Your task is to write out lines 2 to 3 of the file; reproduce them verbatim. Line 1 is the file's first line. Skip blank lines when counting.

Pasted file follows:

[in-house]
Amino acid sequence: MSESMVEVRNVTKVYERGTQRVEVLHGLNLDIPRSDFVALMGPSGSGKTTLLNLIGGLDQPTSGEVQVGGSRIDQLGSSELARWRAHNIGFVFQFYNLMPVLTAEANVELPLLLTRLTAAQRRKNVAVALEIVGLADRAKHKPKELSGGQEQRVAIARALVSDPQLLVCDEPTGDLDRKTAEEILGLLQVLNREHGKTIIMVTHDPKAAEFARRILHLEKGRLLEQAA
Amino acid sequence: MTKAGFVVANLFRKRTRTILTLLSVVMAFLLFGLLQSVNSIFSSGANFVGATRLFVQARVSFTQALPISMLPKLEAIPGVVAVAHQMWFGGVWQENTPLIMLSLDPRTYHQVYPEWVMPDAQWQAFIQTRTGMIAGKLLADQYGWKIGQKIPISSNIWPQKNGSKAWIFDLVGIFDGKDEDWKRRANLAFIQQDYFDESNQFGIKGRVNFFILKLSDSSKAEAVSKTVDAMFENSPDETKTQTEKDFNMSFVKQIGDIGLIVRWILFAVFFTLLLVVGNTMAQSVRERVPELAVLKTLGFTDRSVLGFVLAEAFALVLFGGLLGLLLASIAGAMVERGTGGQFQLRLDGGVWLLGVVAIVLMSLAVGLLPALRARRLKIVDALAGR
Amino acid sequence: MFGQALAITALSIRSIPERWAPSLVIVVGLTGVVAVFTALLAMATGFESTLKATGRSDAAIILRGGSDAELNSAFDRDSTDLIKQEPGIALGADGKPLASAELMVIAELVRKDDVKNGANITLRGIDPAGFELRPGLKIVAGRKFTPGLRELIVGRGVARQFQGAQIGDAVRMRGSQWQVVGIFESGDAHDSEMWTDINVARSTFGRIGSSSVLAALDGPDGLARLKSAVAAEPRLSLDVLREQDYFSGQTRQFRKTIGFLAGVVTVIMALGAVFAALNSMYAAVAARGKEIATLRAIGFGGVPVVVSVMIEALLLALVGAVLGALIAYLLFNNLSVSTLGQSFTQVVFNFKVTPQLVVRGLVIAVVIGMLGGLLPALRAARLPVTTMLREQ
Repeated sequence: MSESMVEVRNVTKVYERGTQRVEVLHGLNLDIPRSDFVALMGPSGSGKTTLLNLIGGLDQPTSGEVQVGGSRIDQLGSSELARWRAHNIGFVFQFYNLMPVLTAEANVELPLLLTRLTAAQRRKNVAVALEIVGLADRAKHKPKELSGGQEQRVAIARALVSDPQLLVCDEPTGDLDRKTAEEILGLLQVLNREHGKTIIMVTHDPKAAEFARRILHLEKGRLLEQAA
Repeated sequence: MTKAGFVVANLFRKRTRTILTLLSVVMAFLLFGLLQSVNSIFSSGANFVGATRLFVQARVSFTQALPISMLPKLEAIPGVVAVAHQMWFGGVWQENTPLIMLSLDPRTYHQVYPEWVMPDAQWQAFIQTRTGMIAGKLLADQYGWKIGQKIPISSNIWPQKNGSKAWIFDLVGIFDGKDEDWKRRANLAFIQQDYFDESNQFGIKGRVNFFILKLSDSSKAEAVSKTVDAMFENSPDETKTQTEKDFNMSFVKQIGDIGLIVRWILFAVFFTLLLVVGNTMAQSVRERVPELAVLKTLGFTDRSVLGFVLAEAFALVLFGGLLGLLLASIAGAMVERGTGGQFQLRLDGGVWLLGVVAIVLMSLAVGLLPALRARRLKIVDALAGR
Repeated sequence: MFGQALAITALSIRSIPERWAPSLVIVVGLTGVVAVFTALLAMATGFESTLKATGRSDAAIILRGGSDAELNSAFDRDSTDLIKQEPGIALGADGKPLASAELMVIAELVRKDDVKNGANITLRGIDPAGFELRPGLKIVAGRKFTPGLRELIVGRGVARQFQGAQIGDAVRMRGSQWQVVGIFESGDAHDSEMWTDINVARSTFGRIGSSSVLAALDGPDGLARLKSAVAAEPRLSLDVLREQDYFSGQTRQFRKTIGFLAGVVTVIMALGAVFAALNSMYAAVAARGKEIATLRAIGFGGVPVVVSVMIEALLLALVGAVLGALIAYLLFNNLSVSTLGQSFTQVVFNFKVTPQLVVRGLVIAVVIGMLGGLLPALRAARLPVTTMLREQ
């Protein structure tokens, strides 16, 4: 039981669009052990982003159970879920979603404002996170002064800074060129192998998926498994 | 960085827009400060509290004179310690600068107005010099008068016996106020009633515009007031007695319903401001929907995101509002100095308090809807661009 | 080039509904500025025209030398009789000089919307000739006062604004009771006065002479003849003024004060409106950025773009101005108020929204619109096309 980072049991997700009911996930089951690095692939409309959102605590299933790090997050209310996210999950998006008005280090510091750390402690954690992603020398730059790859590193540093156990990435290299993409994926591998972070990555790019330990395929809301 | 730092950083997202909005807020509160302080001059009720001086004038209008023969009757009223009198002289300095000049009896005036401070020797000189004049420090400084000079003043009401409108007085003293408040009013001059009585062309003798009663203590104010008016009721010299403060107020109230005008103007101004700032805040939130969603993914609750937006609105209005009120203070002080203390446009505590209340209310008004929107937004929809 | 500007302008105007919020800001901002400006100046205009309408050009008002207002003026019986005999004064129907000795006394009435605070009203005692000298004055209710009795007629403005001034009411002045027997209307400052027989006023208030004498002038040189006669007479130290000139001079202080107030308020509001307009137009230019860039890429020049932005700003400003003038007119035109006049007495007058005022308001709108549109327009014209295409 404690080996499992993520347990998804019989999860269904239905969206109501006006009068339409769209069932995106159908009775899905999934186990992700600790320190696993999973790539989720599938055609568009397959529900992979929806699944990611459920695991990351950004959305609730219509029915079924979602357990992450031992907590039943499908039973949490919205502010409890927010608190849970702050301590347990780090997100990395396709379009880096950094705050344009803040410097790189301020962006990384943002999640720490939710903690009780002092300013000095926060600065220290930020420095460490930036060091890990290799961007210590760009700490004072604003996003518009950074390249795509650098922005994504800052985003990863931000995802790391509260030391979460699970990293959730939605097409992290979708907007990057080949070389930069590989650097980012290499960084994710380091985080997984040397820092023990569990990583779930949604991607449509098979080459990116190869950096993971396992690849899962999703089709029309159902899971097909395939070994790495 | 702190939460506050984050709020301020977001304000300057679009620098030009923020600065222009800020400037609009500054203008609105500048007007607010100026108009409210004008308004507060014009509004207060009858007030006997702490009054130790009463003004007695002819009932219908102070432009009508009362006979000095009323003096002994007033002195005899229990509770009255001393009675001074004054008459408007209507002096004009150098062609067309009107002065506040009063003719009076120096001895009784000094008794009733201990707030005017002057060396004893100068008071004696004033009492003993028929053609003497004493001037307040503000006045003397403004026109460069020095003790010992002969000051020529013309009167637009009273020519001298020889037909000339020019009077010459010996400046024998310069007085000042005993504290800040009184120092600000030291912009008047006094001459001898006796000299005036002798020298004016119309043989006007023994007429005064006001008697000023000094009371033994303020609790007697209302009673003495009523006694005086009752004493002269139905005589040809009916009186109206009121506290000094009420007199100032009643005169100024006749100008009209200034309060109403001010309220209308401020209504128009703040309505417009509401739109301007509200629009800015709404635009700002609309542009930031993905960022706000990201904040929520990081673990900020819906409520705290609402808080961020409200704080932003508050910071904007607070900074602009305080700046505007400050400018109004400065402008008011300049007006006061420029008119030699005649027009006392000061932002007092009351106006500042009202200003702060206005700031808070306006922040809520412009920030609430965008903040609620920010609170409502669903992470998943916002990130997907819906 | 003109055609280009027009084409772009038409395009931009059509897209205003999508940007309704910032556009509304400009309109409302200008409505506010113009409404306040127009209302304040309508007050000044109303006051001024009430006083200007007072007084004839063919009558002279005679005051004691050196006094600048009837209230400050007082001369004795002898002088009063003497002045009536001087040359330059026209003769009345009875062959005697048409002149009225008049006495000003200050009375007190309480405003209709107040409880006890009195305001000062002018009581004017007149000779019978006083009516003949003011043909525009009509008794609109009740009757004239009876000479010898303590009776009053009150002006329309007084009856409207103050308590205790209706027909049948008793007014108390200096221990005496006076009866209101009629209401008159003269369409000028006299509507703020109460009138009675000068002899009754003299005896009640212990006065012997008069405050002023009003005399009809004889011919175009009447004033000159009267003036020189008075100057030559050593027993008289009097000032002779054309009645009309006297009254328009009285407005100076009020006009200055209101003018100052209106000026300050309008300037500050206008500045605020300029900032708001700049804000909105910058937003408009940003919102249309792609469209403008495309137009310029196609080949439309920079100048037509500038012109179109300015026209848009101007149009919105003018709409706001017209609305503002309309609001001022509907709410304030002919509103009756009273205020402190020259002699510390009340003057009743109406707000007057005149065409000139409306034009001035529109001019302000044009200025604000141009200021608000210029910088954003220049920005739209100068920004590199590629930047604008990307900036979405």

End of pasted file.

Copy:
Amino acid sequence: MSESMVEVRNVTKVYERGTQRVEVLHGLNLDIPRSDFVALMGPSGSGKTTLLNLIGGLDQPTSGEVQVGGSRIDQLGSSELARWRAHNIGFVFQFYNLMPVLTAEANVELPLLLTRLTAAQRRKNVAVALEIVGLADRAKHKPKELSGGQEQRVAIARALVSDPQLLVCDEPTGDLDRKTAEEILGLLQVLNREHGKTIIMVTHDPKAAEFARRILHLEKGRLLEQAA
Amino acid sequence: MTKAGFVVANLFRKRTRTILTLLSVVMAFLLFGLLQSVNSIFSSGANFVGATRLFVQARVSFTQALPISMLPKLEAIPGVVAVAHQMWFGGVWQENTPLIMLSLDPRTYHQVYPEWVMPDAQWQAFIQTRTGMIAGKLLADQYGWKIGQKIPISSNIWPQKNGSKAWIFDLVGIFDGKDEDWKRRANLAFIQQDYFDESNQFGIKGRVNFFILKLSDSSKAEAVSKTVDAMFENSPDETKTQTEKDFNMSFVKQIGDIGLIVRWILFAVFFTLLLVVGNTMAQSVRERVPELAVLKTLGFTDRSVLGFVLAEAFALVLFGGLLGLLLASIAGAMVERGTGGQFQLRLDGGVWLLGVVAIVLMSLAVGLLPALRARRLKIVDALAGR